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Nonprofit Education

Organizing 501c3 Financial Statements

Whether your nonprofit helps inner-city youth obtain job skills, plants trees in deforested areas, or advocates for military veterans, having a firm grasp of the Internal Revenue Service’s (IRS) nonprofit tax exemption laws is vital for preparing 501c3 financial statements.

Most nonprofit organizations are required to make their annual tax documents public. If you’re curious to see what public reporting looks like, online resources such as the Foundation Center and GuideStar are where to find nonprofit financial statements. These sites can help by letting you review the tax documents of nonprofits from around the country. To satisfy public reporting requirements, you’ll need to comply with all required nonprofit financial statements requested by the state you’re registered in and by the IRS.

Don’t Worry. You Can Do This!

Financial reporting may appear intimidating at first because collecting financial information is an essential job for any nonprofit manager. But rest assured that preparing your 501c3 financial statements is a relatively easy task if you practice good time and project management skills. The following suggestions will help you prepare your required nonprofit financial statements every year.

8 Tips for Preparing Financial Statements for a 501c3 Nonprofit

1. If you’re a new nonprofit start-up or manager, you might be asking yourself, “Where do I find my nonprofit’s financial statements?” If your organization doesn’t have accounting software, you can begin by organizing your bank statements. Bank statements will show you the numbers you’ll need for organizing your 501c3 financial details, including your Profit and Loss Statement and Balance Sheet

2. Next, you’ll need to create an Excel spreadsheet that shows revenues and expenses. Assign each item a category such as donations, fees, subscriptions, or sales for revenue and web design, insurance, bookkeeping, graphic design, or payroll for expenses. Your goal is to create a spreadsheet showing all financial activity throughout the year and the corresponding categories.

3. You’ll then list all in-kind donations your organization received. This should be a separate category under revenues on your spreadsheet. Try to determine a reasonable value of all non-cash contributions given to your organization.

4. If you’re using an accounting software package or developing your nonprofit’s required financial statements in Excel, be sure to give yourself plenty of time. Generating your 501c3 financial statements is an important responsibility, and accidentally skipping over a transaction will cause problems in your balance sheet.

5. Establish a designated place and record-keeping system on your computer or in a filing cabinet that holds all of the organization’s bank statements, receipts, and materials. That way, you’ll know where to find your nonprofit’s financial statements quickly and easily. Staying organized will save you time and eliminate stress!

6. Keep track of all donors who contributed more than $5,000 either as a gift or in return for goods or services (e.g., ticket sales, merchandise). You’ll want to have a list containing their names, addresses, dates they donated, and how much they donated.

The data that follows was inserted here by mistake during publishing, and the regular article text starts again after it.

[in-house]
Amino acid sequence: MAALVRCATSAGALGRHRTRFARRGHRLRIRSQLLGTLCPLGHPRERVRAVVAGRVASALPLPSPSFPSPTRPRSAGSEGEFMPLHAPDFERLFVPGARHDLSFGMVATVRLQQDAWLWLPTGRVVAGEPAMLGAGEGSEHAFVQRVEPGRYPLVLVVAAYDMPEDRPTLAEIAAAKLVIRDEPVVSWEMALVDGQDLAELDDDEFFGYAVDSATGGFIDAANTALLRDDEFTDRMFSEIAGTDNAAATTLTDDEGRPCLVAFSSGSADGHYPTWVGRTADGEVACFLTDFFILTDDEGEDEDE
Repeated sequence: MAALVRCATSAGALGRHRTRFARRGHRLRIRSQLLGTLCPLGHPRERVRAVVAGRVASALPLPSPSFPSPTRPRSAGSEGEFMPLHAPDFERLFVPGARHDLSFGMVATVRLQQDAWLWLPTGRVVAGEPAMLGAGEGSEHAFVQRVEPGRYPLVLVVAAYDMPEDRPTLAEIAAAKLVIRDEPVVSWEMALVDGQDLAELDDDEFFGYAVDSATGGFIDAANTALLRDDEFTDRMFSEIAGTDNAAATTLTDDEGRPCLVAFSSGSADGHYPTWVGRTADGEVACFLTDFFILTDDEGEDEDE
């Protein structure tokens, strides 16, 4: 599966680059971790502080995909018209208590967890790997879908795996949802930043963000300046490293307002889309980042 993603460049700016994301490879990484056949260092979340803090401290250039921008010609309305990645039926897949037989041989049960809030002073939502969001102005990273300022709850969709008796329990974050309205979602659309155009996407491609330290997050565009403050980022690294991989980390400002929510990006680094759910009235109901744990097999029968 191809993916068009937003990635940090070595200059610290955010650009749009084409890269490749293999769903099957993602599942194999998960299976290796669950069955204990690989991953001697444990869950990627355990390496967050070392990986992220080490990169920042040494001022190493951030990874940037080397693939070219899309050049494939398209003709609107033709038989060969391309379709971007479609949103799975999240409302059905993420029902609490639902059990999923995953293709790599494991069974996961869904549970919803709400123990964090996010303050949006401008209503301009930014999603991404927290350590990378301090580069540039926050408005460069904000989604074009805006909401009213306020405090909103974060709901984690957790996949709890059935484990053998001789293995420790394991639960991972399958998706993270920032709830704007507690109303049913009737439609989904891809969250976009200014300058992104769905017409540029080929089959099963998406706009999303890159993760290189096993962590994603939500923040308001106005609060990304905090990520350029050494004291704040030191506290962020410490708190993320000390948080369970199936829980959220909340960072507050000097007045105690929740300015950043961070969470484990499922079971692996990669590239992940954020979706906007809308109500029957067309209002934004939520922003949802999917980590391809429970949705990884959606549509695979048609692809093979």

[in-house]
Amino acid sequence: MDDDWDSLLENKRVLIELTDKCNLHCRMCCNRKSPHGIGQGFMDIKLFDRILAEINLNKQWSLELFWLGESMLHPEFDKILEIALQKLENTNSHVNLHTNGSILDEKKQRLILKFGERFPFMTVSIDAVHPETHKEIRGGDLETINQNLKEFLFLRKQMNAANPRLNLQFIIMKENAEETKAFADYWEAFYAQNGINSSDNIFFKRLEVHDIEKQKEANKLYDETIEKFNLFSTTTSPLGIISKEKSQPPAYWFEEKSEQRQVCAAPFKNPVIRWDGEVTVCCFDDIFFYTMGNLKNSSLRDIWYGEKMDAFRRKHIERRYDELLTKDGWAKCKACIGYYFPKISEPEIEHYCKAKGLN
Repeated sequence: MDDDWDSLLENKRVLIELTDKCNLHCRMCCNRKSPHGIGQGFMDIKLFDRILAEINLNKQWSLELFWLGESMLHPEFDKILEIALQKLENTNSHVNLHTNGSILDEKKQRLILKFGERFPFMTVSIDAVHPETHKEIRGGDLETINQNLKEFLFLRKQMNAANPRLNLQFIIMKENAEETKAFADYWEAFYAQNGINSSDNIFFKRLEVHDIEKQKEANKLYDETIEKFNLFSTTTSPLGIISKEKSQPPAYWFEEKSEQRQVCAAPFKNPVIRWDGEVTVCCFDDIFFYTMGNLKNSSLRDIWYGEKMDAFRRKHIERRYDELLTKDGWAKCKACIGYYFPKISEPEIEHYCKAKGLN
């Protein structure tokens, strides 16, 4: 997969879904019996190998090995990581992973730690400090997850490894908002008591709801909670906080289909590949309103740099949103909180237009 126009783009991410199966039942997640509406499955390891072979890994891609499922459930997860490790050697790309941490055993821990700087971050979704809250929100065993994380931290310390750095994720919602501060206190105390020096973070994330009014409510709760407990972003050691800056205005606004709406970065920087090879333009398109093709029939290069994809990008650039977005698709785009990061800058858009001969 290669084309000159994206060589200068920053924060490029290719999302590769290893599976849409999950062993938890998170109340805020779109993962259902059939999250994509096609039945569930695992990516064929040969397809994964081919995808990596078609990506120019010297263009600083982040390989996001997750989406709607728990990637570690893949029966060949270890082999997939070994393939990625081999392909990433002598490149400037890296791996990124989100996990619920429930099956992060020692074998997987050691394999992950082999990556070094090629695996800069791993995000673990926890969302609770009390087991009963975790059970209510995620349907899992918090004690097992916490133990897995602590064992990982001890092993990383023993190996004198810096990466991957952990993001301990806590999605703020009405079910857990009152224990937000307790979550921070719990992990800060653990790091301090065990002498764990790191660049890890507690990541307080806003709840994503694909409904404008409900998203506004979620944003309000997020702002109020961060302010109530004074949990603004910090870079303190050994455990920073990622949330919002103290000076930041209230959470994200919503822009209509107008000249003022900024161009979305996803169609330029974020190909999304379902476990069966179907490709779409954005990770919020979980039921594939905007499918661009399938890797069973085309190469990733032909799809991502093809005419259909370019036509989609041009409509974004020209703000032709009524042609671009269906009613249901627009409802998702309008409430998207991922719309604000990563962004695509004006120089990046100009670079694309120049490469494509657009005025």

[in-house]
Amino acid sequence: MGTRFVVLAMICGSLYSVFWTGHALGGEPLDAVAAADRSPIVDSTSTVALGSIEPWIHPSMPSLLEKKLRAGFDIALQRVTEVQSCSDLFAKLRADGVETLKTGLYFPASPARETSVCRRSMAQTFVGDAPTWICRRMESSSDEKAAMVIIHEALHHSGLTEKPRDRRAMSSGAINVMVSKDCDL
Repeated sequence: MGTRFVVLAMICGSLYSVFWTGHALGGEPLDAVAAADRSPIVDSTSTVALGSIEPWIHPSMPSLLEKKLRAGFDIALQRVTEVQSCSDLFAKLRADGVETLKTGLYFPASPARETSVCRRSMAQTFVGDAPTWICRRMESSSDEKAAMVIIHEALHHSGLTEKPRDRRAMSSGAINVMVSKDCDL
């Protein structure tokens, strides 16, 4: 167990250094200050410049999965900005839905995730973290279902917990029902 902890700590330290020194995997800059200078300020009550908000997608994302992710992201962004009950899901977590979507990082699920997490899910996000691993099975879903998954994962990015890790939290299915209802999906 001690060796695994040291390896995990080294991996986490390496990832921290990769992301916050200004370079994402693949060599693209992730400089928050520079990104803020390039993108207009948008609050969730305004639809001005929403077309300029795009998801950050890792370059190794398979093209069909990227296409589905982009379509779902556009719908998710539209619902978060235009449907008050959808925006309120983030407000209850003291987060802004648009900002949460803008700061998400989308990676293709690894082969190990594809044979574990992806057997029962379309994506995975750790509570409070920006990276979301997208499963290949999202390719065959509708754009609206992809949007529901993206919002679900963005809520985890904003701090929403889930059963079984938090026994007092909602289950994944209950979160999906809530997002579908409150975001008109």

7. Your 501c3 financial statements also require a record of fundraising contributions and the dates they were made by individual Board members. As Board members may serve for varying amounts of time, it will also be helpful to keep a list of any Board changes or replacements that occurred throughout the year.

8. While preparing your financial reports and statements, it’s also a great time to write a summary of accomplishments. Donors who want to know where to find the financial statements of the nonprofit they are supporting also want to hear about the significant achievements you’ve accomplished throughout the year. The more stories and data you can provide, the better. As a bonus, your summary of accomplishments will also be helpful for grant writing and securing corporate sponsorships!

Examples of Accomplishments that Support Financial Reports

  • The inner-city youth nonprofit held five skills sessions for 100 high school-aged students from Pittsburgh, PA, teaching them valuable information to secure meaningful employment.
  • The tree-planting nonprofit engaged 50 volunteers in 10 different neighborhoods in Jacksonville, FL to plant 100 trees on streets that had no green space.
  • The advocates for military veterans nonprofit held monthly food drives at 20 houses of worship in St. Paul, MN to support veterans facing food insecurity.

Ready to Get Started? Let Us Help You

Remember, not only are you preparing 501c3 financial statements for the IRS and your donors, but you’re also making your nonprofit’s required financial statements available to the public. As a charitable organization, presenting well-organized financials and highlighting significant achievements isn’t only for making an excellent first impression on new donors—it’s also important for gaining the trust of the communities your nonprofit serves.

Get in touch with our nonprofit management experts today to learn more about partnering with BryteBridge Nonprofit Solutions and get your organization on track. You don’t have to do it alone!

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